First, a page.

Jakarta’s demand for fuel is rising. Source: Wikimedia
Japanese oil and gas extractor Inpex Corp plans to delay introducing a US$15 billion liquefied natural gas (LNG) project in Indonesia until 2020, Jakarta’s energy regulator said, “at least two years” behind an earlier schedule.
The decision highlights the troubles President Joko Widodo faces attracting energy investment, exacerbated by low oil and gas prices and a protracted dispute over Inpex’s offshore development intentions.
The delay means the Masela Abadi project, jointly planned with European giant Royal Dutch Shell, will not go online until at least 2026, which is two years before the companies’ contract expires.
Indonesian industry regulator SKKMigas said Inpex planned to cut its workforce of around 400 in the archipelago by at least 40 per cent. Earlier statements said staff cuts of 60 per cent were expected although SKKMigas chairman Amien Sunaryadi later reduced the number to 40 per cent.
SKKMigas said Shell was advising its engineers associated with the Masela project in Jakarta, Kuala Lumpur, Malaysia, and the Netherlands to look for internal employment elsewhere within the fuel giant.
“SKKMigas deeply regrets that in Indonesia’s economic situation, which is currently promoting investment, in fact there is a big investment right in front of our eyes that must be postponed by at least two years,” Sunaryadi said.
The pace of gas schemes have slowed globally as LNG prices have slumped in parallel with oil, prompting many companies to delay funding projects.
If it goes ahead, the planned 7.5 million-tonne-per-year Abadi Floating LNG project would be the largest of its kind in the world but a member of Widodo’s cabinet said that the government could save US$6 billion if LNG was processed onshore instead.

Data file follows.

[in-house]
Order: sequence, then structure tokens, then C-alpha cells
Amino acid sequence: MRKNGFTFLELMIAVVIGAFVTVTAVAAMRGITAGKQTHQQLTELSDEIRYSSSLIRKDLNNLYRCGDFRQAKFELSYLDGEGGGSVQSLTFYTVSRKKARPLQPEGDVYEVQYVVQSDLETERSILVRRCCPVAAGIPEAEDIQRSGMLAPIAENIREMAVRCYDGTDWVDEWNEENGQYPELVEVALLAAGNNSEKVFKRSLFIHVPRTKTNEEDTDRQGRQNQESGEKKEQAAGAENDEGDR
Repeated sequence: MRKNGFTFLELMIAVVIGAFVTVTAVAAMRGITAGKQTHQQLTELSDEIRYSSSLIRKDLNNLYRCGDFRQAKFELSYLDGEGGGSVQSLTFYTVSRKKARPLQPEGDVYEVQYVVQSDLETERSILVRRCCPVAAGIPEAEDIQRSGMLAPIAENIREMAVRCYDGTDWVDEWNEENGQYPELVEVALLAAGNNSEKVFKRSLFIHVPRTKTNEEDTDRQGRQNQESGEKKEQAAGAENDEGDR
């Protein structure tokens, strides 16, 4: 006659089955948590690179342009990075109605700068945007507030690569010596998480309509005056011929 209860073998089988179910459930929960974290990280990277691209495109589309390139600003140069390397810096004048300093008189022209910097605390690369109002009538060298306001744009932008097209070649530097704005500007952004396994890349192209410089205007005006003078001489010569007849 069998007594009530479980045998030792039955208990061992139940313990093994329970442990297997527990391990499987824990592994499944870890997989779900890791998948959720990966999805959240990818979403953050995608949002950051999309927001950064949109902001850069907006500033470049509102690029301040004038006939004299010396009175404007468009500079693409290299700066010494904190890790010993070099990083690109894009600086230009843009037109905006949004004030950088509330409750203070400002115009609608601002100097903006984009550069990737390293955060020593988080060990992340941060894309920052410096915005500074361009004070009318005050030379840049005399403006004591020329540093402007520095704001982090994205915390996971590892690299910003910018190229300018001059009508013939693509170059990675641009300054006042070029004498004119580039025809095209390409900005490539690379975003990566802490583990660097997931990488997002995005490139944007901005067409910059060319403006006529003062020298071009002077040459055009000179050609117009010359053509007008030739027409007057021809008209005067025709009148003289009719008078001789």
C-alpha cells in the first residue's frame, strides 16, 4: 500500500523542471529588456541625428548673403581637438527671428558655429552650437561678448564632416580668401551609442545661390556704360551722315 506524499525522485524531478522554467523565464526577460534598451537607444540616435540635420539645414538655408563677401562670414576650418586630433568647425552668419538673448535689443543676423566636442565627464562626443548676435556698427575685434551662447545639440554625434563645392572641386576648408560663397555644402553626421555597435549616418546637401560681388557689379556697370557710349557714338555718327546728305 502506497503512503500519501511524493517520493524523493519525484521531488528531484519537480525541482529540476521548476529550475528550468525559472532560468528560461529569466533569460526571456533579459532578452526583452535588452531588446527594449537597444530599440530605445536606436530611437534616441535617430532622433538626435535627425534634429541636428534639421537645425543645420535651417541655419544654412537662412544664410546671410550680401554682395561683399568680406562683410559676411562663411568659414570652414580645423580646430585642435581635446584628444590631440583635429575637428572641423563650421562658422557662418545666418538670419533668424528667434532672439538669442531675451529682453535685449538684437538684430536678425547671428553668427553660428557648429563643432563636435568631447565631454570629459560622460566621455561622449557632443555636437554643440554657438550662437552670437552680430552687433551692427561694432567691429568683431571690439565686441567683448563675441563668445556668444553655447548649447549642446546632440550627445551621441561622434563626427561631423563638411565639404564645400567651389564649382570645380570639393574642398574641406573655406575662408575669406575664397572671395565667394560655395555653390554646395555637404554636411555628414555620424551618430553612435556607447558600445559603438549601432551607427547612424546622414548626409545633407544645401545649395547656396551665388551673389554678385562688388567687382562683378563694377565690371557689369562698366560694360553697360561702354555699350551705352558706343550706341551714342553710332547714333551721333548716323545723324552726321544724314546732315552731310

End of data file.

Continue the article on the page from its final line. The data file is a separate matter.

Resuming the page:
SKKMigas said a change to an onshore project would increase costs and could delay the delivery date by three years.
“We are still waiting for a government decision on the revision of the plan of development, and hope there will be a decision as soon as possible,” said Usman Slamet, an Inpex Indonesia spokesman.
A Shell spokesperson said the company was “working with Inpex to review resourcing requirements” to ensure that it “can then move as quickly as possible once the approval is granted”.
Presidential spokesman Johan Budi said Widodo would make a decision on the project in a week or two.
Delays to its upstream projects would increase the reliance of Asean’s largest economy on fuel imports, Edi Saputra, a senior analyst at Wood Mackenzie, said.
“It’s not good for the government since domestic projects will give more revenue to the country, both in taxes and multiplier effects,” Saputra said.
Saputra predicted that Indonesia’s LNG demand this year would grow to around 4 million tonnes from 2.5 million tonnes last year, reaching 10 million tonnes by 2023.